Buy the book: Hatchet
“Maniac” Magee is an orphaned boy who lives a very unhappy life with his aunt and uncle for 8 years before finally deciding to run away. Maniac eventually finds himself in a small, racially divided town. Maniac meets a girl named Amanda Beale and moves in with her family, but the family faces negativity due to his race, and he runs away again. After living with the Beales, a zookeeper, and the McNabbs, Maniac eventually finds a home with friends who become his family.
Maniac Magee is a modern classic with themes of kindness, generosity, overcoming differences, and love. While it’s set in the past, it remains relatable and easy to read, even for students without background knowledge of the time period. There are some uncomfortable moments of racial tension in the book, but these lend themselves to class discussions about respecting each other and embracing our differences.
Buy the book: Maniac Magee
Freak the Mighty is the story of two boys who are polar opposites, yet neither fits in with the rest of the crowd at school. Kevin, known as “Freak,” is small for his age and very intelligent. Max is bigger than all the other kids in his class but struggles in school & has trouble making friends because of his family’s past. These unlikely friends become close as they endure challenges together.
This is a simple, yet touching story with themes of friendship, bullying, and seeing people for who they truly are. This quick read is loved by students and leads to rich classroom discussion.
Buy the book: Freak the Mighty
Bud (do not call him Buddy!) is a 10-year-old boy on the run from a terrible foster home. Before his momma died, she left him a clue about who his father was… a flyer advertising for a famous band. Bud is sure that these flyers will lead him to his father, so he takes off in search of the band.
Students will love following Bud on his journey across Michigan in search of his father. While the story is set in 1936, it is still easily relatable to today’s students. While I normally wouldn’t suggest the audiobook in lieu of reading to your students yourself, the audio version of Bud, Not Buddy is wonderful! The music in the background. The narrator sounds just like Bud. If you’re looking for something for a listen to reading center, it’s fantastic!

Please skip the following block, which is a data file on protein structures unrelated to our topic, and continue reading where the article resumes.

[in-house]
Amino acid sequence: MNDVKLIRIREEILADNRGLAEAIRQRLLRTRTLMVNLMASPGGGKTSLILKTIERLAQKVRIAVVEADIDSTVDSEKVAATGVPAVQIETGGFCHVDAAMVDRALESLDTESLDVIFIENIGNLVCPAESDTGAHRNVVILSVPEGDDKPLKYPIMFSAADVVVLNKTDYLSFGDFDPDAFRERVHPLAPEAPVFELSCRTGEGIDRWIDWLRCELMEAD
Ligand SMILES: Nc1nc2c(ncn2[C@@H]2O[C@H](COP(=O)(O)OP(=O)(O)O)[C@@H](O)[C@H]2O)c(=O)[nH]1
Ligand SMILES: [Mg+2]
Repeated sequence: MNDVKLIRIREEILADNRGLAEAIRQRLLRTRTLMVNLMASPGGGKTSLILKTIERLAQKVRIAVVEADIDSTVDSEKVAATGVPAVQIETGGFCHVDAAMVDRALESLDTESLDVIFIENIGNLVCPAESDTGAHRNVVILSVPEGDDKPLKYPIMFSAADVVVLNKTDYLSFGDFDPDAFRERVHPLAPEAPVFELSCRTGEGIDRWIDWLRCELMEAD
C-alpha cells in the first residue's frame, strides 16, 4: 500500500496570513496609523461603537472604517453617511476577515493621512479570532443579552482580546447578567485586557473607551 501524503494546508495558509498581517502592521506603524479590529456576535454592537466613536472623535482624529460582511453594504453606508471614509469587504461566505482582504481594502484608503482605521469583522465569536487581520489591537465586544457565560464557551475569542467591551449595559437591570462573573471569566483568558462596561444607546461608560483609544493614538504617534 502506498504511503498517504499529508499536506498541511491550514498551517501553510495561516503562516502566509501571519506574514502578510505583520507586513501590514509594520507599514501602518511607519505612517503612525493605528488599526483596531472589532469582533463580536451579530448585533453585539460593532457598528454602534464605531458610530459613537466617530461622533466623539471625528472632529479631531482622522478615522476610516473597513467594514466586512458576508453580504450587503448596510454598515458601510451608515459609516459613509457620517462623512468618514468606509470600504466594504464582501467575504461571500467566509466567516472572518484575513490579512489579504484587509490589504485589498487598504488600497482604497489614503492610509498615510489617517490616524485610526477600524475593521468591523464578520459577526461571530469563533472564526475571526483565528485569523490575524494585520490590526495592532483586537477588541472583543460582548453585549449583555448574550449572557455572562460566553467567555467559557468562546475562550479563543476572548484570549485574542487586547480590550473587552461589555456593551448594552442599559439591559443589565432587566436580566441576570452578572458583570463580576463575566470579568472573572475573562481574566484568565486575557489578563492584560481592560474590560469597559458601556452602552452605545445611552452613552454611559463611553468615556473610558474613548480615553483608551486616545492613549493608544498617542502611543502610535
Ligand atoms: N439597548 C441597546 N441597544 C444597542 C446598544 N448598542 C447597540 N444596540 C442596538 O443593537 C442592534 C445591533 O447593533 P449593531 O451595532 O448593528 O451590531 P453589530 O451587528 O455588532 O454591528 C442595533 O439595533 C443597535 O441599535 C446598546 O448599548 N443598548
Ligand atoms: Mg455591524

Buy the book: Bud, Not Buddy
This classic World War II story is told from the perspective of 10-year-old Annemarie Johansen, a Jewish girl living in Denmark. Through Annemarie’s eyes, readers learn how the Danish Resistance smuggles almost the entire Jewish population of Denmark out of the country to Sweden where they would be safe from the Nazis.
This is one of the best World War II novels I’ve read for upper elementary students. If the war is in your social studies standards, this is a must read for your class! It’s a story of strength, resilience, and human decency in the midst of this terrible war.
Buy the book: Number the Stars
Four adventurous siblings step through the door of a magical wardrobe into the fantasy land of Narnia. The White Witch controls all of Narnia, where it is “always winter, but never Christmas.” Peter, Susan, Edmund, and Lucy meet a host of characters and form alliances with the good animals of Narnia to defeat the White Witch. When all hope seems lost, they meet Aslan, the lion, and together they battle the White Witch to save Narnia. This classic story is truly magical!
Buy the book: The Lion, the Witch, and the Wardrobe
Jesse Aarons wants nothing more than to be the fastest runner in 5th grade, and after practicing all summer, he almost is. When the new girl at school, Leslie, beats Jesse in the recess races, the two become fast friends. They spend their afternoons and weekends in the woods behind her house, where they invent a make-believe world called Terabithia. Jesse is king, Leslie is queen, and they enjoy lots of imaginary fun in Terabithia until one day when tragedy strikes. This touching story deals with themes of friendship, loss, and grief.
Buy the book: Bridge to Terabithia